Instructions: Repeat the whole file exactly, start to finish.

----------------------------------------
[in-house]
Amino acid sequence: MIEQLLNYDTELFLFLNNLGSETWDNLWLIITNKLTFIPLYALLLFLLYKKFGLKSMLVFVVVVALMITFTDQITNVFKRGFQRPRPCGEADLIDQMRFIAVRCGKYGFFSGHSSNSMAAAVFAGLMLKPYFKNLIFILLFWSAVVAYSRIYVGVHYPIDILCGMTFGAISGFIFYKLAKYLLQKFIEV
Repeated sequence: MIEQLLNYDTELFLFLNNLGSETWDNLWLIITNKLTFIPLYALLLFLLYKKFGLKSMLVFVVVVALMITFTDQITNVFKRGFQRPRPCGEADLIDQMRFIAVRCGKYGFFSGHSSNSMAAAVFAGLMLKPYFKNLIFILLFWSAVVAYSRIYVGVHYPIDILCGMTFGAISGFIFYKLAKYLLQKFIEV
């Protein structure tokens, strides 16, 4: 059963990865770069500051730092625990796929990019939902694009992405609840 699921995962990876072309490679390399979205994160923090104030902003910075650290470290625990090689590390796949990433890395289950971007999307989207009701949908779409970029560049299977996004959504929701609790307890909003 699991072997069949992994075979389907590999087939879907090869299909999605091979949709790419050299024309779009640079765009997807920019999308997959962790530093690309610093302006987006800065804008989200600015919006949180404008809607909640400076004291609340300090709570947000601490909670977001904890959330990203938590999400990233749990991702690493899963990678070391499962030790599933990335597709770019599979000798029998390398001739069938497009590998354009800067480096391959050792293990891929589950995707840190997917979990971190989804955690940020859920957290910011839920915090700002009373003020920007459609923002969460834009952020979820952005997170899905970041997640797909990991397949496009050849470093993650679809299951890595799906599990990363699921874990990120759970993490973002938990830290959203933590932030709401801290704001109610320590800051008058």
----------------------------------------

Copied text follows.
[in-house]
Amino acid sequence: MIEQLLNYDTELFLFLNNLGSETWDNLWLIITNKLTFIPLYALLLFLLYKKFGLKSMLVFVVVVALMITFTDQITNVFKRGFQRPRPCGEADLIDQMRFIAVRCGKYGFFSGHSSNSMAAAVFAGLMLKPYFKNLIFILLFWSAVVAYSRIYVGVHYPIDILCGMTFGAISGFIFYKLAKYLLQKFIEV
Repeated sequence: MIEQLLNYDTELFLFLNNLGSETWDNLWLIITNKLTFIPLYALLLFLLYKKFGLKSMLVFVVVVALMITFTDQITNVFKRGFQRPRPCGEADLIDQMRFIAVRCGKYGFFSGHSSNSMAAAVFAGLMLKPYFKNLIFILLFWSAVVAYSRIYVGVHYPIDILCGMTFGAISGFIFYKLAKYLLQKFIEV
């Protein structure tokens, strides 16, 4: 059963990865770069500051730092625990796929990019939902694009992405609840 699921995962990876072309490679390399979205994160923090104030902003910075650290470290625990090689590390796949990433890395289950971007999307989207009701949908779409970029560049299977996004959504929701609790307890909003 699991072997069949992994075979389907590999087939879907090869299909999605091979949709790419050299024309779009640079765009997807920019999308997959962790530093690309610093302006987006800065804008989200600015919006949180404008809607909640400076004291609340300090709570947000601490909670977001904890959330990203938590999400990233749990991702690493899963990678070391499962030790599933990335597709770019599979000798029998390398001739069938497009590998354009800067480096391959050792293990891929589950995707840190997917979990971190989804955690940020859920957290910011839920915090700002009373003020920007459609923002969460834009952020979820952005997170899905970041997640797909990991397949496009050849470093993650679809299951890595799906599990990363699921874990990120759970993490973002938990830290959203933590932030709401801290704001109610320590800051008058």